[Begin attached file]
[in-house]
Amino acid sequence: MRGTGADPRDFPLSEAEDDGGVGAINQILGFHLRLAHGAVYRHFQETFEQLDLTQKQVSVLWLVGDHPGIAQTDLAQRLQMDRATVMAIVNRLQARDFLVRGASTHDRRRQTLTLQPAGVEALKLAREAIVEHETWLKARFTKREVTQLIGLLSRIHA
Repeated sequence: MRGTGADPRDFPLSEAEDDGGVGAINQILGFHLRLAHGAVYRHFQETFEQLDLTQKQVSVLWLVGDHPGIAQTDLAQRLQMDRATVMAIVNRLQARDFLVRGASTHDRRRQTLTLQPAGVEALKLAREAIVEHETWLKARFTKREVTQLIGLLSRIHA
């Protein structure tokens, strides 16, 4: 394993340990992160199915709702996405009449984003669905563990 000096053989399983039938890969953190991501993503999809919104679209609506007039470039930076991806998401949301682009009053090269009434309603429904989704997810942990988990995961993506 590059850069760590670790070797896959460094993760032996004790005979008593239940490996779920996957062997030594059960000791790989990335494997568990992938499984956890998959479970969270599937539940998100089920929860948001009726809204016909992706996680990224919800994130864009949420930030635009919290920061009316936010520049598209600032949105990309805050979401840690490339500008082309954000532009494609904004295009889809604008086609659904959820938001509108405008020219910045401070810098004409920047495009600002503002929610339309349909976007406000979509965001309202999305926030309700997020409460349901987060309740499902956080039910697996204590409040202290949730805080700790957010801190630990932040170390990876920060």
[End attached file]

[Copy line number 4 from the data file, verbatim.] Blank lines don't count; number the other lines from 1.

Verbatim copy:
């Protein structure tokens, strides 16, 4: 394993340990992160199915709702996405009449984003669905563990 000096053989399983039938890969953190991501993503999809919104679209609506007039470039930076991806998401949301682009009053090269009434309603429904989704997810942990988990995961993506 590059850069760590670790070797896959460094993760032996004790005979008593239940490996779920996957062997030594059960000791790989990335494997568990992938499984956890998959479970969270599937539940998100089920929860948001009726809204016909992706996680990224919800994130864009949420930030635009919290920061009316936010520049598209600032949105990309805050979401840690490339500008082309954000532009494609904004295009889809604008086609659904959820938001509108405008020219910045401070810098004409920047495009600002503002929610339309349909976007406000979509965001309202999305926030309700997020409460349901987060309740499902956080039910697996204590409040202290949730805080700790957010801190630990932040170390990876920060």